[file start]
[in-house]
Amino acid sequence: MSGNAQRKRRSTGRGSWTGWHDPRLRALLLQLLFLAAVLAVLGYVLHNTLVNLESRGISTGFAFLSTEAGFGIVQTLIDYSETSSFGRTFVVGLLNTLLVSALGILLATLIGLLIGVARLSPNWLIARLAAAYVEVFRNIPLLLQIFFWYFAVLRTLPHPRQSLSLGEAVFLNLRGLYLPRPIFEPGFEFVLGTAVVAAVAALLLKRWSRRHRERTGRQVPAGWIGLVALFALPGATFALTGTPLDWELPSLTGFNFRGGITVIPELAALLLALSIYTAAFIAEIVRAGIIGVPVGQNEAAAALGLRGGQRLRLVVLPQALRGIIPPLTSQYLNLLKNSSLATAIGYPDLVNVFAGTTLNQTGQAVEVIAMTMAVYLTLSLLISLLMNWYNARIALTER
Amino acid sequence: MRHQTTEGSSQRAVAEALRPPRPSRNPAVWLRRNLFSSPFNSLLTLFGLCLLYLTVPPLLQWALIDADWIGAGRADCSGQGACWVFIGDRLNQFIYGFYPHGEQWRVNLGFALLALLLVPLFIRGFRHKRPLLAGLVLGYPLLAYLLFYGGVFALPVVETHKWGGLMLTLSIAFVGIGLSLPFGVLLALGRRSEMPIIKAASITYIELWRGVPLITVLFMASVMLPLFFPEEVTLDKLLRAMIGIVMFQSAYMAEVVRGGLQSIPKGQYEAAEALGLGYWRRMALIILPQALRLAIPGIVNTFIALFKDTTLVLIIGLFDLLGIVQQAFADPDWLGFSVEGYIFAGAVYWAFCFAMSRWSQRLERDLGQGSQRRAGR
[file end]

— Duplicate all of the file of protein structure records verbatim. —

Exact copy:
[in-house]
Amino acid sequence: MSGNAQRKRRSTGRGSWTGWHDPRLRALLLQLLFLAAVLAVLGYVLHNTLVNLESRGISTGFAFLSTEAGFGIVQTLIDYSETSSFGRTFVVGLLNTLLVSALGILLATLIGLLIGVARLSPNWLIARLAAAYVEVFRNIPLLLQIFFWYFAVLRTLPHPRQSLSLGEAVFLNLRGLYLPRPIFEPGFEFVLGTAVVAAVAALLLKRWSRRHRERTGRQVPAGWIGLVALFALPGATFALTGTPLDWELPSLTGFNFRGGITVIPELAALLLALSIYTAAFIAEIVRAGIIGVPVGQNEAAAALGLRGGQRLRLVVLPQALRGIIPPLTSQYLNLLKNSSLATAIGYPDLVNVFAGTTLNQTGQAVEVIAMTMAVYLTLSLLISLLMNWYNARIALTER
Amino acid sequence: MRHQTTEGSSQRAVAEALRPPRPSRNPAVWLRRNLFSSPFNSLLTLFGLCLLYLTVPPLLQWALIDADWIGAGRADCSGQGACWVFIGDRLNQFIYGFYPHGEQWRVNLGFALLALLLVPLFIRGFRHKRPLLAGLVLGYPLLAYLLFYGGVFALPVVETHKWGGLMLTLSIAFVGIGLSLPFGVLLALGRRSEMPIIKAASITYIELWRGVPLITVLFMASVMLPLFFPEEVTLDKLLRAMIGIVMFQSAYMAEVVRGGLQSIPKGQYEAAEALGLGYWRRMALIILPQALRLAIPGIVNTFIALFKDTTLVLIIGLFDLLGIVQQAFADPDWLGFSVEGYIFAGAVYWAFCFAMSRWSQRLERDLGQGSQRRAGR